Op-Ed: The issue with The Village Grind

Op-Ed: The issue with The Village Grind

Dasia Yearby

The Village Grind is a local coffee shop located in West Greenville. The Greenville News recently posted an article about how community officials want to start referring to West Greenville (a historically black area) as “The Village.” Gentrification started becoming a problem in this area a while back, and has only gotten worse over time. Because of this, I have chosen to not support the businesses that moved into the area. However, the Village Grind celebrated its 7th anniversary this past Sunday the 23rd, so I decided to go see what exactly was going on out there. 


Walking in, the decorations are very relaxed, with plants hanging from the ceiling and colorful bookshelves. Throughout the shop you can see small trinket decorations like a scale made by oyster shells and gold framed mirrors. The menu is chalkboard, and they put all in-house orders into reusable mugs. The actual coffee itself is decent, and has some unique options like rose-cardamom and orange-cinnamon-mocha. The workers were nice, and considering the amount of people in there, I got my coffee in a timely fashion.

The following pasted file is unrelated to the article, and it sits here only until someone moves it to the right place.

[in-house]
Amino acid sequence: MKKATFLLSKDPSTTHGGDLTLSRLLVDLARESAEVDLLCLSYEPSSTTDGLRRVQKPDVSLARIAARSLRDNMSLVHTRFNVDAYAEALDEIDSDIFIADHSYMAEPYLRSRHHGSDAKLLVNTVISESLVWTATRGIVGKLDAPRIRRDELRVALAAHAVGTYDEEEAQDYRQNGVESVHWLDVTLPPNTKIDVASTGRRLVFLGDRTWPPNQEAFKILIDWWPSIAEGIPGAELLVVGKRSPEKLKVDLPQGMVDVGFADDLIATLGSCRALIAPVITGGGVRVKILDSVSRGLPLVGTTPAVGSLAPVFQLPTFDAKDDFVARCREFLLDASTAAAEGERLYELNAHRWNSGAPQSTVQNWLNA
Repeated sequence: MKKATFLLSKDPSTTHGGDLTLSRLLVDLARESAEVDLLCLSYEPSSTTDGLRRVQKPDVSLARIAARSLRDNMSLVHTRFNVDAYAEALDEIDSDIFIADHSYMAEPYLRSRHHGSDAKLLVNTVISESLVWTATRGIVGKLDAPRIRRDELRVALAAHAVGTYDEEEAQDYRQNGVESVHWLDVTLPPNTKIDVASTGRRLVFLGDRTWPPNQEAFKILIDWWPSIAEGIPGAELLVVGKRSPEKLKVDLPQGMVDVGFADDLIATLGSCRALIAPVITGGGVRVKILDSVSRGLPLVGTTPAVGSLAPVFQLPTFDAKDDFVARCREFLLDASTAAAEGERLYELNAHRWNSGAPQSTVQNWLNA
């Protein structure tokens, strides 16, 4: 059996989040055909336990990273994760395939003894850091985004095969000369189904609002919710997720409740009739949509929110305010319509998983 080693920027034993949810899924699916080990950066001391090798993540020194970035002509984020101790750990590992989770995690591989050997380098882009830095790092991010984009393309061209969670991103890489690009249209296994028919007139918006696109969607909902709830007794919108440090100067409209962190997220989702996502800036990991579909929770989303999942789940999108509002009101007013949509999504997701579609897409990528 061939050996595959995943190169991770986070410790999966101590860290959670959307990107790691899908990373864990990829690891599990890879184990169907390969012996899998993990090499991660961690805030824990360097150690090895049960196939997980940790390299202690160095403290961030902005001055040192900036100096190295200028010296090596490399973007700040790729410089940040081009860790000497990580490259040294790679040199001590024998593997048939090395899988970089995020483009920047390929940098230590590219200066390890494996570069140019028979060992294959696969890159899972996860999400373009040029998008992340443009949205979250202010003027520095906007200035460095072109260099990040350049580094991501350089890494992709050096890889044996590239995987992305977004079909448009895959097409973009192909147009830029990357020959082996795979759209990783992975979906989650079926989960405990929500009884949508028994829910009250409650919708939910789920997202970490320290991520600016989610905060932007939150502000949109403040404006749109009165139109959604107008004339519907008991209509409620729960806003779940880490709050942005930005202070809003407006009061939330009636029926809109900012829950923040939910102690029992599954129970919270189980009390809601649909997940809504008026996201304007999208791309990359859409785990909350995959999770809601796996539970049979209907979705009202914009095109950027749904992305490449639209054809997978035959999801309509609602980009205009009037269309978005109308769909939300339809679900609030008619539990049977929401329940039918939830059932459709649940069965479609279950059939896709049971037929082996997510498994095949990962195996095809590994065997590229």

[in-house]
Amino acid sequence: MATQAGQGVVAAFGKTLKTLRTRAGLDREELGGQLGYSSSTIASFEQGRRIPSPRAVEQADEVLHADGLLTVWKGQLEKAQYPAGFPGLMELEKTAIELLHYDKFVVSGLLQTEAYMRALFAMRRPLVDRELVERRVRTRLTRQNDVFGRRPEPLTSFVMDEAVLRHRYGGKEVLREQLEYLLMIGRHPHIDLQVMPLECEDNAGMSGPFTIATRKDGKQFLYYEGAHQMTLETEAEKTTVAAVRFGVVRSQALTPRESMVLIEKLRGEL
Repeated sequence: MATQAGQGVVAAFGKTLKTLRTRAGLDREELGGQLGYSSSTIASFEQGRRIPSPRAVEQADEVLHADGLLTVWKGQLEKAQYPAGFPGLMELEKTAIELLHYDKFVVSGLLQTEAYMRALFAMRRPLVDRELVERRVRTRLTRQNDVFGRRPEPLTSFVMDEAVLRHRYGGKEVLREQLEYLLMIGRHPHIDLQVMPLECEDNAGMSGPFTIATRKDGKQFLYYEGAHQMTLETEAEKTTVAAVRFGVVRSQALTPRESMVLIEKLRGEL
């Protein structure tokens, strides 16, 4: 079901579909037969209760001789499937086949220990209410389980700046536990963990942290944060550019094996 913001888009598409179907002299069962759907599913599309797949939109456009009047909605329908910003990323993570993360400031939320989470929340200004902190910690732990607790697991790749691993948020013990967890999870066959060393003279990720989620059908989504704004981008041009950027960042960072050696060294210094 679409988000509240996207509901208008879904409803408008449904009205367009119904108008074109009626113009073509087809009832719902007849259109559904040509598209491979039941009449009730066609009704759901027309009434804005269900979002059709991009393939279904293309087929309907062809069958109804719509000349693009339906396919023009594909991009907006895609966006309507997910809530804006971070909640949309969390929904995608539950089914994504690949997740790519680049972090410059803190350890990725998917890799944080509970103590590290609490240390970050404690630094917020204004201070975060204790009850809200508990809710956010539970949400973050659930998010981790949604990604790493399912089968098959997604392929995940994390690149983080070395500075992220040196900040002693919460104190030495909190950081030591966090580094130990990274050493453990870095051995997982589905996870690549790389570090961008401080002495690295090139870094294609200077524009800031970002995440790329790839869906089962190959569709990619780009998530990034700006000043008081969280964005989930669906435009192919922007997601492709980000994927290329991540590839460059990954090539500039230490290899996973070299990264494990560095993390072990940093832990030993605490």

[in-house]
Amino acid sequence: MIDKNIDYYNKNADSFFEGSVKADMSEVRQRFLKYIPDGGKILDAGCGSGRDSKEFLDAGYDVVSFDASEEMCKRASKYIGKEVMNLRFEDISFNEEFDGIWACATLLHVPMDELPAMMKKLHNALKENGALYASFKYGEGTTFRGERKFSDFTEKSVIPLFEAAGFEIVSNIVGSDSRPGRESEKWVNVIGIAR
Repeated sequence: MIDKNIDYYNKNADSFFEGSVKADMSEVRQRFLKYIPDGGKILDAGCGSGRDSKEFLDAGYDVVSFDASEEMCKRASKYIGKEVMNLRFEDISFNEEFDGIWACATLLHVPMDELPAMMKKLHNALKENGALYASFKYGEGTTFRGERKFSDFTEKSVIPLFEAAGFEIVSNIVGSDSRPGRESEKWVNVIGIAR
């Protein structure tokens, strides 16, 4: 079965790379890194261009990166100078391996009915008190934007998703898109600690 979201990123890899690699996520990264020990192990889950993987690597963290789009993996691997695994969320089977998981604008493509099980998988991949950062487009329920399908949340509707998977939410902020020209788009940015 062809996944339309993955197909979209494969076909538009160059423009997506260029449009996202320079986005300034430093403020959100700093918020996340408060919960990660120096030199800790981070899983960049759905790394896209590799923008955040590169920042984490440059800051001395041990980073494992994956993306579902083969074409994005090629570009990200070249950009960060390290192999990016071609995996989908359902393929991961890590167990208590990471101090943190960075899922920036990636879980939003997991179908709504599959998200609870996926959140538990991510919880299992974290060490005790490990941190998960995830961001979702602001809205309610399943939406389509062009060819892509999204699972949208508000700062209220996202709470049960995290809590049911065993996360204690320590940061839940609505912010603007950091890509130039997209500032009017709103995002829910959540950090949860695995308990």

The only problem I found with this coffee shop is that even though it was completely full, and there were at least 50 people either in line or sitting down, I was the only person of color present. I was there for at least an hour, and not one walked in. Which for a historically black area, is concerning. So while I could appreciate the coffee, I couldn’t help but be disturbed by the implications of what I saw.


What does it mean when a small business in a black area has no black customers? Furthermore, what does it mean for that area when the business is filled with middle/upper class white people? Gentrification isn’t an out of touch problem, it is happening right in front of us, and we’re just watching, and maybe even encouraging it in the name of “economic growth.” The question we need to ask ourselves is what is more important to us, the lives of the people in our town, or “economic growth” that is directly hurting them?

Overall, this is a good coffee shop, but the workers themselves are contributing to a larger problem. I won’t be attending again due to its contribution to the gentrification of West Greenville, with it being one of the first shops to open in the area.